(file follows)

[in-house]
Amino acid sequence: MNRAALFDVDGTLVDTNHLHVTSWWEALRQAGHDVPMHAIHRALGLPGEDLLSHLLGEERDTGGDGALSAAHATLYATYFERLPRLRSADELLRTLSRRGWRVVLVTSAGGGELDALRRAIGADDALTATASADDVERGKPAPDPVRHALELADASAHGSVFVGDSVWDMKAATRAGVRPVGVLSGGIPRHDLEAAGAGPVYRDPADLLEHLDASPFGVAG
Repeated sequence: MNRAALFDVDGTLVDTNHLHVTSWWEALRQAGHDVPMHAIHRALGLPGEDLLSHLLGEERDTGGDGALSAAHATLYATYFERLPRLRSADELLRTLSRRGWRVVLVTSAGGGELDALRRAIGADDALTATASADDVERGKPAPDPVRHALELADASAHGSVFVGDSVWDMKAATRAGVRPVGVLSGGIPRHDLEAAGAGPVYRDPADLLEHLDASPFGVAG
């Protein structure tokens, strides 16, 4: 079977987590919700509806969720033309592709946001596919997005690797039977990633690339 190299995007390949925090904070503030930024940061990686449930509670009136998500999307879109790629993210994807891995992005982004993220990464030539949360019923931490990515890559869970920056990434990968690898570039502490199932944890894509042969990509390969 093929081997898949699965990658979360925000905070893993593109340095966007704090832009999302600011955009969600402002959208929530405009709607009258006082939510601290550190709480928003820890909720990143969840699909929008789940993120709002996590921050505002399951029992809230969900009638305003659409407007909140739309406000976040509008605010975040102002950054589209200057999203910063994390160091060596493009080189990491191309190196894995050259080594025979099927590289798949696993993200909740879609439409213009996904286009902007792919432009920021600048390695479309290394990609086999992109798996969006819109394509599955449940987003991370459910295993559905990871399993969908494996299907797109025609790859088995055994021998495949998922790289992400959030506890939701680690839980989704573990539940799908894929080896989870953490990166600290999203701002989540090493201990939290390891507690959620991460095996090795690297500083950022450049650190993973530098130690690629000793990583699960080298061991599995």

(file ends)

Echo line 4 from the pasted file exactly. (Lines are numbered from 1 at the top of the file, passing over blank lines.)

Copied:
């Protein structure tokens, strides 16, 4: 079977987590919700509806969720033309592709946001596919997005690797039977990633690339 190299995007390949925090904070503030930024940061990686449930509670009136998500999307879109790629993210994807891995992005982004993220990464030539949360019923931490990515890559869970920056990434990968690898570039502490199932944890894509042969990509390969 093929081997898949699965990658979360925000905070893993593109340095966007704090832009999302600011955009969600402002959208929530405009709607009258006082939510601290550190709480928003820890909720990143969840699909929008789940993120709002996590921050505002399951029992809230969900009638305003659409407007909140739309406000976040509008605010975040102002950054589209200057999203910063994390160091060596493009080189990491191309190196894995050259080594025979099927590289798949696993993200909740879609439409213009996904286009902007792919432009920021600048390695479309290394990609086999992109798996969006819109394509599955449940987003991370459910295993559905990871399993969908494996299907797109025609790859088995055994021998495949998922790289992400959030506890939701680690839980989704573990539940799908894929080896989870953490990166600290999203701002989540090493201990939290390891507690959620991460095996090795690297500083950022450049650190993973530098130690690629000793990583699960080298061991599995």